Armstrong: It’s a very prevalent issue that we’re dealing with as a planet. PFAS has been found in all living organisms, from humans to plants. I even read recently it was found in the blood of polar bears at the North Pole. So, this is really a global problem that maybe doesn’t get as reported as often as it should, and it doesn’t get reported because it’s not necessarily in the public consciousness. It’s not part of global policies. Here in the U.S., there are some individual states that have warning limits, but none have a true action limit. That becomes more the issue. PFAS is everywhere. You get lunch at a fast-food restaurant—the reason the melted cheese doesn’t stick to the wrapper is because it’s coated in PFAS. You purchase stain-resistant clothing or wrinkle-free clothing—these are also coated in PFAS. These are just two examples. It’s prevalent in our day-to-day life that we’re not even aware of it. There are plenty of identified PFAS, but since we’re still in the infancy stages of testing, there are likely a lot more that have yet to be identified. But we are also in the infancy of treatment. New methods and processes are being developed to not only remove PFAS but ensure these are no longer viewed as “forever chemicals” by destroying them. 

P&S: Will drinking water have different PFAS parameters than other types of “treated” water? 

Armstrong: Ultimately yes, drinking water will have tighter specs, because it’s the No. 1 interaction with humans—that’s how these compounds make their way into our bloodstream. But I could see that having an impact down the line for water used on food via irrigation, as well as the water we feed animals that eventually become food. As PFAS get more into the public consciousness and into political policy, it goes back to my earlier point—there will be a need for tighter restrictions on all water.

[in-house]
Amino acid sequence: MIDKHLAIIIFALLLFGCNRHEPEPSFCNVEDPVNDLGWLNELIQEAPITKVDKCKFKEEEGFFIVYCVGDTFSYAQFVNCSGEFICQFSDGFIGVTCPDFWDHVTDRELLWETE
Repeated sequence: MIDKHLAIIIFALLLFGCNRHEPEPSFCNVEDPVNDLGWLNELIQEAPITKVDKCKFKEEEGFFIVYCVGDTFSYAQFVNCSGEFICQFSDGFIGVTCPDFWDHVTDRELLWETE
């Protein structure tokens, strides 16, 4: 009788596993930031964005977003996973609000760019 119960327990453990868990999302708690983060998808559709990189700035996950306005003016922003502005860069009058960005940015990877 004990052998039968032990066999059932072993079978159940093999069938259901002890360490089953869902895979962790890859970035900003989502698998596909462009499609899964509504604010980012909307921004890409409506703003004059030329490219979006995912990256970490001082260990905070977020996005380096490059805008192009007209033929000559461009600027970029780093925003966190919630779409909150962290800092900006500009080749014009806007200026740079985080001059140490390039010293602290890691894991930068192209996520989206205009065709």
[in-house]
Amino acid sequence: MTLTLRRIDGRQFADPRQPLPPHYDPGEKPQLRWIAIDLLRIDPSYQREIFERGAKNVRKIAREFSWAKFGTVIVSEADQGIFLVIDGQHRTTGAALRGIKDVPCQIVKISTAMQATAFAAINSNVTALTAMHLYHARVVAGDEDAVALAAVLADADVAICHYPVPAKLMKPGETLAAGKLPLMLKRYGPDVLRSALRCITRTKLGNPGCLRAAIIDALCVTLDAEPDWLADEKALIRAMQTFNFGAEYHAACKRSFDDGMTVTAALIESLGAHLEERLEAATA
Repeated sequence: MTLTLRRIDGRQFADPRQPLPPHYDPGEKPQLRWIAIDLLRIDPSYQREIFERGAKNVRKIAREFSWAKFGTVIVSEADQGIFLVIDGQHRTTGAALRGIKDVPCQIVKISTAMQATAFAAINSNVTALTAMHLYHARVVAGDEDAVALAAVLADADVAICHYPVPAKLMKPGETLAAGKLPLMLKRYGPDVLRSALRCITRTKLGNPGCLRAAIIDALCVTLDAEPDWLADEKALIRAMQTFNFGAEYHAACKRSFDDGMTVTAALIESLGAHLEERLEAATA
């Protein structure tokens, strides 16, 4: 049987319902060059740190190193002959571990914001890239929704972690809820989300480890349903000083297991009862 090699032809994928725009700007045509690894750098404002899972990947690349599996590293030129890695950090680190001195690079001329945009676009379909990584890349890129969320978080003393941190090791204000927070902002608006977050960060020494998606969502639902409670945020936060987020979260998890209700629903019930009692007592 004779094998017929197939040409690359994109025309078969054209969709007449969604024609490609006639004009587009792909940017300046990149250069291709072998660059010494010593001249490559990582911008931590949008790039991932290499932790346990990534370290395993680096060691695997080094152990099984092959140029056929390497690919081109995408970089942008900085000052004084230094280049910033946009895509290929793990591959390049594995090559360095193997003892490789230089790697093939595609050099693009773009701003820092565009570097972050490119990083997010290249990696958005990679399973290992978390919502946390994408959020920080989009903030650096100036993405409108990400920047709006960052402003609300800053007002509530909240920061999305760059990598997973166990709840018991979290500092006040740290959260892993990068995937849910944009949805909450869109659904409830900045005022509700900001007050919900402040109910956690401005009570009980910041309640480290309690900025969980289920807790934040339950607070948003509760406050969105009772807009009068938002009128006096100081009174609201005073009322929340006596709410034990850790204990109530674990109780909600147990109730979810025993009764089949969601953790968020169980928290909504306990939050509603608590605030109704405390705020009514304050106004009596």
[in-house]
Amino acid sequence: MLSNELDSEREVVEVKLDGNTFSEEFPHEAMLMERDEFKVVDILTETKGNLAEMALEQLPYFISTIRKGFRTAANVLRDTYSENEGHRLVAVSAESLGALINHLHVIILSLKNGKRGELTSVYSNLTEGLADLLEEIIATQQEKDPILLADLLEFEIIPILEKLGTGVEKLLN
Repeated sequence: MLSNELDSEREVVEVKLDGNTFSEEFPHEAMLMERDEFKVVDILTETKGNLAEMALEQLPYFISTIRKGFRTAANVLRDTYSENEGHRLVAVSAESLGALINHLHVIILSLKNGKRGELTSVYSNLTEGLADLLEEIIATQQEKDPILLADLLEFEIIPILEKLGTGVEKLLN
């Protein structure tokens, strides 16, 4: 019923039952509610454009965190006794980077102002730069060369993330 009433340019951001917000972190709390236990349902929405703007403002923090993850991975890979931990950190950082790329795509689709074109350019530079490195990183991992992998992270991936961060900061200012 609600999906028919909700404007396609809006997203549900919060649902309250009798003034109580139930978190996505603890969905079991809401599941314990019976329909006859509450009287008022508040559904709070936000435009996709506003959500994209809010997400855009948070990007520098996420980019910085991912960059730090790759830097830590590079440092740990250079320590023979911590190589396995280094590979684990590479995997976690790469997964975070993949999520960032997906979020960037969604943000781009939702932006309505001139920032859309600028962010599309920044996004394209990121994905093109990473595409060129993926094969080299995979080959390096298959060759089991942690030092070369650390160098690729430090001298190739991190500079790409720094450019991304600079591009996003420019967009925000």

Per- and polyfluoroalkyl substances (PFAS) are chemicals with components that break down slowly over time. Many PFAS are found in the blood of people and animals all over the world and are present at low levels in a variety of food products and the environment. PFAS are found in water, air, fish and soil. Studies have shown that exposure to some PFAS in the environment may be linked to harmful health effects in humans and animals. As there are thousands of PFAS chemicals found in many different products, it is difficult to study and determine health and environmental risks.


On Oct. 18, 2021, EPA Administrator Michael S. Regan announced the agency’s PFAS Strategic Roadmap—laying out a whole-of-agency approach to addressing PFAS. This sets specific actions and commits to bolder new policies to safeguard public health, protect the environment and hold polluters accountable. The EPA will account for the full life cycle of PFAS, ensure science-based decision-making and protect disadvantaged communities.

Source: EPA